This doesn't mean you can't run tactical battles.Instead, it means we have many options for running combat encounters, both on and off the grid.

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A 1st level PC should likely hit 2nd after killing a cellar full of rats and having a couple of stern conversations. Once a PC hits level 3, they'll start to feel more like the 1st level 4e character you might be used to.

If you want to begin with more robust PCs, you can begin them at level 2 instead of level 1.

Advantage is a powerful bonus when given, roughly equivalent to a 3 to 5 bonus depending on the target DC. When a player has their PC act true to its character, even if it's not the optimal choice from a gameplay perspective, the DM can give the character "inspiration" which, when used, gives them advantage on a d20 roll of their choice.

You won't want to give it out all the time, but when you do, it will really matter to the PC's action. These two tools give DMs a great way to empower PCs and reward players for coming up with creative and unplanned solutions to their problems.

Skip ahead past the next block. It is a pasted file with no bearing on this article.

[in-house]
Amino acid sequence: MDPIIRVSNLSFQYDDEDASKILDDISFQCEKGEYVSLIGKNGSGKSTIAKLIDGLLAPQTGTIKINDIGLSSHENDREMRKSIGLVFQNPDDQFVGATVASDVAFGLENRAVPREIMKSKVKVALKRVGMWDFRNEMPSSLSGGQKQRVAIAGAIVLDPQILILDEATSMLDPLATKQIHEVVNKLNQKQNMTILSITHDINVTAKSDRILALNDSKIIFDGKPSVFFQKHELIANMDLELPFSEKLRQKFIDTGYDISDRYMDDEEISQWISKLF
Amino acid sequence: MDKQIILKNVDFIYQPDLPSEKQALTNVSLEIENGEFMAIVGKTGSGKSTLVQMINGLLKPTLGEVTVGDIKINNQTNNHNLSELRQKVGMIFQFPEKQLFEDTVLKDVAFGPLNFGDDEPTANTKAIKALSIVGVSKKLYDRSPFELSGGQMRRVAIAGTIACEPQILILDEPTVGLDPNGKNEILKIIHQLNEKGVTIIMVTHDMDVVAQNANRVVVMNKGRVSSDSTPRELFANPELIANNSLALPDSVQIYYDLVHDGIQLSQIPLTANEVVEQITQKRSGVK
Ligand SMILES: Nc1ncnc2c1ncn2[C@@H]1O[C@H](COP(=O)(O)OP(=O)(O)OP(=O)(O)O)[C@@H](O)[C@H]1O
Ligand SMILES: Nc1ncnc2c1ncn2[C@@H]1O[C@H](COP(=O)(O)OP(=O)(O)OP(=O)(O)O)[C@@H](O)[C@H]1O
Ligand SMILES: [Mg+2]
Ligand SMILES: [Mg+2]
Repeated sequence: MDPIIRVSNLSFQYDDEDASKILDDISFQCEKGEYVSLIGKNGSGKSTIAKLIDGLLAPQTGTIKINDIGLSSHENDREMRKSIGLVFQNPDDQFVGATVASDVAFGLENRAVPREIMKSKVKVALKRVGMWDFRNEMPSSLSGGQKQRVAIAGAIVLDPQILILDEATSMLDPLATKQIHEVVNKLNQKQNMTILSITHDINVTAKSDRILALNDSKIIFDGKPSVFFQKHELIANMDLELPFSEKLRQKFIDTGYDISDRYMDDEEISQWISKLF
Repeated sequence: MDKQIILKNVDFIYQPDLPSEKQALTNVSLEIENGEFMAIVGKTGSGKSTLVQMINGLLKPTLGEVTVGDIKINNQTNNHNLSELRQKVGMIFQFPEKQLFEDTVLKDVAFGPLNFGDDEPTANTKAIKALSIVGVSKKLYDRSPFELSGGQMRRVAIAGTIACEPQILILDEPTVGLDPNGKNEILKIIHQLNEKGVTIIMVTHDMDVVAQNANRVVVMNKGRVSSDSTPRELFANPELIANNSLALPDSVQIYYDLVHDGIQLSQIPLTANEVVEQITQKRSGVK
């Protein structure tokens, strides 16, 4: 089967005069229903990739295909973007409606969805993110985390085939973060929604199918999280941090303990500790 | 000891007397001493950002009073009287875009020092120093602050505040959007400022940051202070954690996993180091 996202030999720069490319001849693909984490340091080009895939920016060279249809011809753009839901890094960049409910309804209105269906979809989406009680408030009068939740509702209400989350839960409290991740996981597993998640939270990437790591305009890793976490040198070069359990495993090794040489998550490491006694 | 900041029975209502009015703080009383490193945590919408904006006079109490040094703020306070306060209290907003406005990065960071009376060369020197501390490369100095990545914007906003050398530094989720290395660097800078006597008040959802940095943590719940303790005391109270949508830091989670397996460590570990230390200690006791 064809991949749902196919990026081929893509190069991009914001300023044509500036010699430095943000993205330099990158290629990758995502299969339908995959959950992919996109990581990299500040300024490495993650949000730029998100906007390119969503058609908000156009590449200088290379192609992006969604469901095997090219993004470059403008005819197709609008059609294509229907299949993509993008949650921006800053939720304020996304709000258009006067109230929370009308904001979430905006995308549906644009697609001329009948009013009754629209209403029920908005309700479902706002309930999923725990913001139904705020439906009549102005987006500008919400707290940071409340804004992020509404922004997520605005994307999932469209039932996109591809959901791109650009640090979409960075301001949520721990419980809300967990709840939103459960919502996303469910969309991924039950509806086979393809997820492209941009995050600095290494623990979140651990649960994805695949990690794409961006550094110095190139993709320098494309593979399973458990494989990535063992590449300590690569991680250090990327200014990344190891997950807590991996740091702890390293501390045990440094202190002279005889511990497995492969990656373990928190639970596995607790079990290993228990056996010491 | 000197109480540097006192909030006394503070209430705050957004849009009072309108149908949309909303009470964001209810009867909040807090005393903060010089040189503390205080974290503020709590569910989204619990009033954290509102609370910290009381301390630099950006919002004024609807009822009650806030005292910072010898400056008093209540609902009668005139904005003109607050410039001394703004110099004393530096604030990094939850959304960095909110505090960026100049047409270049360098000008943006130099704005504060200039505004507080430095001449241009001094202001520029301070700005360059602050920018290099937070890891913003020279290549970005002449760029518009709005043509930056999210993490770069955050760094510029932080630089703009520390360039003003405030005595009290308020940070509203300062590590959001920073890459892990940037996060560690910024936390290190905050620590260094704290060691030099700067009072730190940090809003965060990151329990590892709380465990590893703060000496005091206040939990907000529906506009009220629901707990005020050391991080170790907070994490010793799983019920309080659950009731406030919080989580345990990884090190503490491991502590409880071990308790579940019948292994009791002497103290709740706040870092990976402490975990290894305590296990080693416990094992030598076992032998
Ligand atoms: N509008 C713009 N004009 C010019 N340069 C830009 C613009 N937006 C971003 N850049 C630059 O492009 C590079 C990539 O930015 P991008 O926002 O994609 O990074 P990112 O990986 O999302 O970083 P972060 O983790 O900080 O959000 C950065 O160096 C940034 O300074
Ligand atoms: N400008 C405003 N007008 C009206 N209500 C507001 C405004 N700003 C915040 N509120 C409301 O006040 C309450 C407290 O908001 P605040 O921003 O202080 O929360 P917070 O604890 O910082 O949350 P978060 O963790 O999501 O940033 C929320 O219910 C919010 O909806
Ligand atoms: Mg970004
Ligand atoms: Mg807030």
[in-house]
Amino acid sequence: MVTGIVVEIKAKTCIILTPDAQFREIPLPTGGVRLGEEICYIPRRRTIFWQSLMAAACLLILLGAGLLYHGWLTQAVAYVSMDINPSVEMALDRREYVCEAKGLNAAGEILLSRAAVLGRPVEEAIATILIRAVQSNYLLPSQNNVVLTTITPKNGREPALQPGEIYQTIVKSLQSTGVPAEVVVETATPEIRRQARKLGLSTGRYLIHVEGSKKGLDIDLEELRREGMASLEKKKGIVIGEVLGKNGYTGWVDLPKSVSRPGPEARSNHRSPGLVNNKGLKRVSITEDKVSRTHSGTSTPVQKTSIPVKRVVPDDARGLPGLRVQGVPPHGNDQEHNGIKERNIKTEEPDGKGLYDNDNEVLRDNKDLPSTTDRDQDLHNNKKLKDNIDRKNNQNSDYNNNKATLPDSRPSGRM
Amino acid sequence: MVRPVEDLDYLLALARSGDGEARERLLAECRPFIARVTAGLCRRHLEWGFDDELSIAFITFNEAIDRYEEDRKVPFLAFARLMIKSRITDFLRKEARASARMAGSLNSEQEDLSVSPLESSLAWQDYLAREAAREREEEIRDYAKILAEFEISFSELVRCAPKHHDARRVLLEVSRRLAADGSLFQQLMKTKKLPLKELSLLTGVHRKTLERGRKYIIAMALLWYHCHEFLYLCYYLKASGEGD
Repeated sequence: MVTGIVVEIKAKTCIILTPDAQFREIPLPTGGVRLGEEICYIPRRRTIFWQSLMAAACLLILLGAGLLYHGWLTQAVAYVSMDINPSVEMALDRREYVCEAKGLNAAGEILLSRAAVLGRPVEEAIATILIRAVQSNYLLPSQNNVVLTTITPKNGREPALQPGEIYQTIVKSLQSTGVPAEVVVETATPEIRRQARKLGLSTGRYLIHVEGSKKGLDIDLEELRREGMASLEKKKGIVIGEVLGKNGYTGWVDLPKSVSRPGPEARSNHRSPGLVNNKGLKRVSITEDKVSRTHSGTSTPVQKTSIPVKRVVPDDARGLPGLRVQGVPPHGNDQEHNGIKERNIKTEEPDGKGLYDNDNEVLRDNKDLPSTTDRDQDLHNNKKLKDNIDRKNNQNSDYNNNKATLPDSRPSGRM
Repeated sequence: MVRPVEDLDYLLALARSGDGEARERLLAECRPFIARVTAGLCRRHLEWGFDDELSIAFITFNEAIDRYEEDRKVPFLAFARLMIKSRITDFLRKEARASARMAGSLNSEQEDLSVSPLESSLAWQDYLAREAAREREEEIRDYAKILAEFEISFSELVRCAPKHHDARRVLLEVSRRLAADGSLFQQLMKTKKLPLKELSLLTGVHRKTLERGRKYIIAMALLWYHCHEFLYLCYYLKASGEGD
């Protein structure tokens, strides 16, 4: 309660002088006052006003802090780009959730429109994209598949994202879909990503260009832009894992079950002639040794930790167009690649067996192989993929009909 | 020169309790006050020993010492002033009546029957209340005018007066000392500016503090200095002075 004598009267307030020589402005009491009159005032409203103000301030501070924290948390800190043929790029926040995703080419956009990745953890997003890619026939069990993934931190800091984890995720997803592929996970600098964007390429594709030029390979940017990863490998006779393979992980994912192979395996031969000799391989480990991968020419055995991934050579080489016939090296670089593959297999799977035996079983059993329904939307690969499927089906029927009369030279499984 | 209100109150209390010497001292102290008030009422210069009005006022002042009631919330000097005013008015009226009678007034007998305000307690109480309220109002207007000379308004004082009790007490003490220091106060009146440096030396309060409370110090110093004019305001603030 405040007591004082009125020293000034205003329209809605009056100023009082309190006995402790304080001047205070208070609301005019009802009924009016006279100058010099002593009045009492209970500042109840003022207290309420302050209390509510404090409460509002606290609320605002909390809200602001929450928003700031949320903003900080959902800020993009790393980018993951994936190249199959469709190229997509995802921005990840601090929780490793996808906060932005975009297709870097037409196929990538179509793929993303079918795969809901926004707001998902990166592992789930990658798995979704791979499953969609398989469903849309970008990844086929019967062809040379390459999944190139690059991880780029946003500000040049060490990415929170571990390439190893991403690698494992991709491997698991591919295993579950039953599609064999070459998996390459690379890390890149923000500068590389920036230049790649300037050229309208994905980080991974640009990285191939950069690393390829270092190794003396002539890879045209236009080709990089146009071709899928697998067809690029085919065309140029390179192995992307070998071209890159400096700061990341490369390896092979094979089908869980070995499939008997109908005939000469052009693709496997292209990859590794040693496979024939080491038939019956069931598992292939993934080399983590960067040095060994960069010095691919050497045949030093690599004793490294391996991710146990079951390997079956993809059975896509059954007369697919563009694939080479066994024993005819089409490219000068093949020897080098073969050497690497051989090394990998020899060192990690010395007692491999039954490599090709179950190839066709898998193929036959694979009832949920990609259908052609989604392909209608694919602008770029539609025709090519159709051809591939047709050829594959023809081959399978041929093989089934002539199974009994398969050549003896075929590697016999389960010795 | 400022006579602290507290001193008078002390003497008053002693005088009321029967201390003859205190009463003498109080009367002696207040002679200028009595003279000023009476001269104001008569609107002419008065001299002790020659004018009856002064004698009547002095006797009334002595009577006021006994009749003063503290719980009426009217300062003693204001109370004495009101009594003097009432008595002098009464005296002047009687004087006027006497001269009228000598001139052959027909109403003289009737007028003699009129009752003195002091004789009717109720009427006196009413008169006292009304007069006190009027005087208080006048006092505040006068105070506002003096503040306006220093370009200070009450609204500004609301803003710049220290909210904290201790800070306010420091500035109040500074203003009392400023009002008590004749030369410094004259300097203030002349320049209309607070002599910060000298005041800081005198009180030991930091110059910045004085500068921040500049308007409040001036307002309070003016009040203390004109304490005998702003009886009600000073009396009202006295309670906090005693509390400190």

Because combat is so much faster, you can pack a whole lot more game into a three or four our session than you have in the past.

If you're not used to it, the spell system in D&D 5e may look quite foreign.

D&D 5e focuses on three main elements of the game: exploration, interaction, and combat.

Because combat in D&D 5e can take significantly less time than D&D 4e, we have a lot more room to focus on exploration and roleplaying. We can throw in a lot more puzzles and hidden lore than before.

They won't start to feel more durable until they reach level 3 or 4.

To compensate for these lower levels, D&D 5e speeds up the leveling process between 1st and 3rd level.

More than ever we'll want to have the to help us add in interesting locations and NPCs for the PCs to interact with.